Incidentally, Hoft's basis for his claim -- that Kagan "expelled military recruiters from the Harvard campus in defiance of The Solomon Act" -- is also false. When Kagan became dean of Harvard Law, she continued the school's policy of allowing military recruiters access to its Office of Career Services. Only after the 3rd Circuit Court of Appeals ruled that the Solomon Amendment was unconstitutional did Kagan prohibit the career office from working with recruiters. As the New York Times noted, Kagan "follow[ed] the law" and "continued a policy of allowing the military recruiters access to students" during this period. Kagan once again granted military recruiters access to OCS one semester later, after the Bush administration threatened to revoke Harvard's federal funding.
Right-wing media have highlighted April's increase in unemployment to attack President Obama's economic policies. But the monthly increase in payrolls was the largest in four years, and the unemployment uptick reportedly occurred "mainly because 805,000 jobseekers -- perhaps feeling better about their prospects -- resumed their searches for work."
Right-wing media have falsely claimed -- citing no evidence -- that alleged Times Square bomber Faisal Shahzad is a registered Democrat. Media Matters for America has contacted the offices of the registrar in Shahzad's hometowns and confirmed that he is in fact not a registered voter in those towns.
Right-wing blogs have seized on comments OMB Director Peter Orszag made on April 8 at the Economic Club of Washington to claim that he admitted that there are "death panels" in the new health care law.
Will this ridiculousness ever stop?
The latest iteration is just a recycled version of a previous death panels claim that was debunked back in December.
Today, Gateway Pundit's Jim Hoft claimed that "Sarah Palin was right" and posted a video clip of Orszag's comments, complete with Breitbart TV's dubious title: "Obama's Budget Director: Powerful Rationing Panel (Not Doctors) Will Control Health Care Levels."
The "powerful rationing panel" is the Medicare Independent Payment Advisory Board. Here are Orszag's comments highlighted in the video being pushed by Breitbart and the right-wing blogs:
ORSZAG: Well, let me just first pause and point out that's exactly what we just created for Medicare. So this Independent Payment Advisory Board has the power and the responsibility to put forward proposals to hit a pretty aggressive set of targets over the long term. And furthermore, the proposals take effect automatically, unless Congress not only specifically votes them down but the President signs that bill. So the default is now switched in a very important way on the biggest driver over long-term cost, which is the Medicare program.
DAVID RUBENSTEIN [President, Economic Club of Washington]: Was that explained to Members of Congress very carefully?
ORSZAG: Yes, it was and that's why this was something that was very difficult to actually - this is why I think it was underappreciated, that this is a very substantial change. Again, a lot will depend on whether it realizes its potential, and how the culture develops, but it has statutory power to put forward proposals to reduce healthcare cost growth overtime and improve quality,and those proposals take effect automatically if Congress ignores them, or if Congress votes them down and the President vetoes that bill. So in other words, inertia now plays to the side of this independent board.
Palin herself tried in vain in December to push this claim that the Independent Payment Advisory Board amounted to a "death panel." Dick Morris also pushed it on Fox News, falsely claiming that the board will say "you can't treat this person with colon cancer with the best drug available."
In fact, the health care law specifically prohibits the Advisory Board from "any recommendations to ration health care ... or otherwise restrict benefits."
Sarah Palin was not right, contrary to what Hoft claimed. She was very, very wrong -- no matter how many times her right-wing defenders push this debunked nonsense.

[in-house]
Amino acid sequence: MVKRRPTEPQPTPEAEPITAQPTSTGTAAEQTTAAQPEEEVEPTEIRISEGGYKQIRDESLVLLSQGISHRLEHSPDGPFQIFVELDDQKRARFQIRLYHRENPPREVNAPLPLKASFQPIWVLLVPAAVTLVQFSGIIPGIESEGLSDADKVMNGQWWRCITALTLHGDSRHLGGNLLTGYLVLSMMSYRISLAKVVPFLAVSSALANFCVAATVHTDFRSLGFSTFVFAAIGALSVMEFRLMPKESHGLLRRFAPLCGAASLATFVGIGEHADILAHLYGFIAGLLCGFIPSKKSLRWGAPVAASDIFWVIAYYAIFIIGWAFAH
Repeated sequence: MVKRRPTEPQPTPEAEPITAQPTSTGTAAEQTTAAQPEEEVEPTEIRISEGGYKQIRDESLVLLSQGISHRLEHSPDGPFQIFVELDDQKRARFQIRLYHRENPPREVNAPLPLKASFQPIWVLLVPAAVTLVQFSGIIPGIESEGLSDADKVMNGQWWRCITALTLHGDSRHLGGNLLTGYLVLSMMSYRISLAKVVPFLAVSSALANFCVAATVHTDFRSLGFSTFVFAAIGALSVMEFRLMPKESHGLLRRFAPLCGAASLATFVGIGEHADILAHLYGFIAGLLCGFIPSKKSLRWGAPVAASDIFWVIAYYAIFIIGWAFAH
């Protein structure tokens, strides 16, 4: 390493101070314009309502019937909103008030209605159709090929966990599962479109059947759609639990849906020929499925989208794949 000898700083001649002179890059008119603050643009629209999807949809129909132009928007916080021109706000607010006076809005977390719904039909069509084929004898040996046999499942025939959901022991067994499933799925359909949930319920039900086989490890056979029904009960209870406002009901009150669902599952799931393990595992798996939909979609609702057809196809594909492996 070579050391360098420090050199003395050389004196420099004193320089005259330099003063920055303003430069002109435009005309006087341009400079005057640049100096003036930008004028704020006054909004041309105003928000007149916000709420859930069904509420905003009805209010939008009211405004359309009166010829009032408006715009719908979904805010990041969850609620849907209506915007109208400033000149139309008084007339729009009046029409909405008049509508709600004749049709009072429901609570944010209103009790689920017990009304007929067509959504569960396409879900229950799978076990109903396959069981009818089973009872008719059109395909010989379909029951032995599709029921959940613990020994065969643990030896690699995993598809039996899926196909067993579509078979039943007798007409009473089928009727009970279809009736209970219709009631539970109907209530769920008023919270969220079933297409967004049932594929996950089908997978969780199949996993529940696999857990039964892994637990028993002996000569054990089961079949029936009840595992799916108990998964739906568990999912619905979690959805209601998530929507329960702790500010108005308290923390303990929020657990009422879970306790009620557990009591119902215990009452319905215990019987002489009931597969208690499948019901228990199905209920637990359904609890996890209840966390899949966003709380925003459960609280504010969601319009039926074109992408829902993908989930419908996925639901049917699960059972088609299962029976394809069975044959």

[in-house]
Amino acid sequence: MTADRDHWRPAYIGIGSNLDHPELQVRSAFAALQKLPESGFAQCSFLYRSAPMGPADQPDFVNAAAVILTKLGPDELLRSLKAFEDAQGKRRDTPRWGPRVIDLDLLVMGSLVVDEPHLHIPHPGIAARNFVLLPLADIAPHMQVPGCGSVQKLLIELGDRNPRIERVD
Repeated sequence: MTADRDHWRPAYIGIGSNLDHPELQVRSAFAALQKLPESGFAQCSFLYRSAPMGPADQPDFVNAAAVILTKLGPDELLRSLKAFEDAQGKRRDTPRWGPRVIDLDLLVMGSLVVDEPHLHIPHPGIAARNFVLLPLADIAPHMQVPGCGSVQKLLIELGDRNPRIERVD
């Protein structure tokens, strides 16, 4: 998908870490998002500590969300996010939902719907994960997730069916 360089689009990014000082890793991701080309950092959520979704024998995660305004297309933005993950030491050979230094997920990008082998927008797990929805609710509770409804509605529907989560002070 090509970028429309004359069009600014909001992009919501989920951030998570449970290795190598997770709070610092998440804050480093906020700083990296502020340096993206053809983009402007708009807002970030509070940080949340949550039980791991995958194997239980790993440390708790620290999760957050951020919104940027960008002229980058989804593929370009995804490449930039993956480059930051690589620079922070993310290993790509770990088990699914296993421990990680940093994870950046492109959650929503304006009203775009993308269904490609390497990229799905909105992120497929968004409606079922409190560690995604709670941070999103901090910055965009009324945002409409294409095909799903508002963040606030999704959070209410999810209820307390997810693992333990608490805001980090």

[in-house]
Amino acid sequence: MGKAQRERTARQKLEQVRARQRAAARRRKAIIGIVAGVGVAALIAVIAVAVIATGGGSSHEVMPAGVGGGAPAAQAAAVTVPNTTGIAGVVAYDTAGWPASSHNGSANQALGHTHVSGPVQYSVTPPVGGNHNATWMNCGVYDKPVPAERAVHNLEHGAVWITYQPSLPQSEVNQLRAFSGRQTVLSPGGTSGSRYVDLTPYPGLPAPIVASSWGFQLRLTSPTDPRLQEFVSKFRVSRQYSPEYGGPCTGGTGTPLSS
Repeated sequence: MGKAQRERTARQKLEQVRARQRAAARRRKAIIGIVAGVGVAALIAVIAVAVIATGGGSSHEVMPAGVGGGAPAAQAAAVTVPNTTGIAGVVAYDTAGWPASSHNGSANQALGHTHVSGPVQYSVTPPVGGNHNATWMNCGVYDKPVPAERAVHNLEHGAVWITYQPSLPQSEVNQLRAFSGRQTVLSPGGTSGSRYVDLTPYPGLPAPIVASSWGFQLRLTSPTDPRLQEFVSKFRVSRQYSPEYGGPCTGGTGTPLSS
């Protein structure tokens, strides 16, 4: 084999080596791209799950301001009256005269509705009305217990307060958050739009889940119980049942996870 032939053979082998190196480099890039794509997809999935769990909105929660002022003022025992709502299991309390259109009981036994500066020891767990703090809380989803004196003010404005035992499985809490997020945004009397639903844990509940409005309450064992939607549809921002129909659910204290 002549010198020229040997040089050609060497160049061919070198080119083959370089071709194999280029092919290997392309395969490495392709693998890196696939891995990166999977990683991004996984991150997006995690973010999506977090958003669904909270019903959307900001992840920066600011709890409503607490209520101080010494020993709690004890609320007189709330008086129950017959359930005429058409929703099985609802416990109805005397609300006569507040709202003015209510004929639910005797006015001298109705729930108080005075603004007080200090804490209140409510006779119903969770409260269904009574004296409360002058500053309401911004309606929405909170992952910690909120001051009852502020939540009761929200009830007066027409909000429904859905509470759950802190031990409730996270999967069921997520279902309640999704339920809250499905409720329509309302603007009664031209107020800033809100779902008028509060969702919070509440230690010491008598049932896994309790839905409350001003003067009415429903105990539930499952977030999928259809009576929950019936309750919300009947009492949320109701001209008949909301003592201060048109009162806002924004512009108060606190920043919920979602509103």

On Fox & Friends, Dick Morris admitted he fabricated his "bombshell" claim that in 1997, then-Attorney General Janet Reno threatened President Clinton by saying that if he did not reappoint her as attorney general, she was "gonna tell the truth about Waco" -- a claim the right-wing media uncritically promoted. Following Morris' admission that his claim was actually his "conjecture based on the facts," will the same media outlets run a retraction noting that Morris has now admitted that Clinton "didn't actually say" what Morris claimed?
Rush Limbaugh joined other right-wing media in promoting Fox News analyst Dick Morris' dubious claim that in 1997, President Clinton told Morris that Clinton had reappointed then-Attorney General Janet Reno because she threatened to "tell the truth about Waco." However, Morris' story contradicts his previous account of a conversation he had with Clinton about reappointing Reno. In that account, Morris gave no indication that Clinton had confided to him about any alleged threats from Reno.
Right-wing media figures, led by Sarah Palin, have continued to distort President Obama's comments that "whether we like it or not," the United States "remain[s] a dominant military superpower," in order to suggest that Obama is opposed to the U.S. holding this position.
At his nuclear conference last week Barack Obama broke the sad truth to Americans,
"Whether we like it or not, we remain a dominant military superpower."
And, he's supposed to be the leader?
He really believes America is the problem not the solution. Whether he liked it or not, this provoked Sarah Palin to pen her latest blog post on his radicalism. The former Alaskan governor nailed President Obama on his open regret for American exceptionalism.
In recent days, Fox News and the conservative media have seized on the official logo of the Nuclear Security Summit to claim its image "looks like" an Islamic crescent. However, as Comedy Central's Jon Stewart noted, "the inspiration for the logo is actually the Rutherford-Bohr Model of the atom that we all learned about in high school."
From an April 14 Gateway Pundit post:
Obama's nuclear summit logo is an Islamic crest.
Via Evil Conservative.
It's just weird. We all know he's a good Christian. We've even seen his church.
More at EC.
Right-wing media misleadingly cropped remarks made by President Obama at the Nuclear Security Summit to suggest Obama is opposed to America remaining "a dominant military superpower." In fact, Obama said that as a "military superpower," the U.S. has an interest in reducing tensions between foreign nations because violent conflict abroad inevitably "ends up costing" the United States "significantly in terms of both blood and treasure."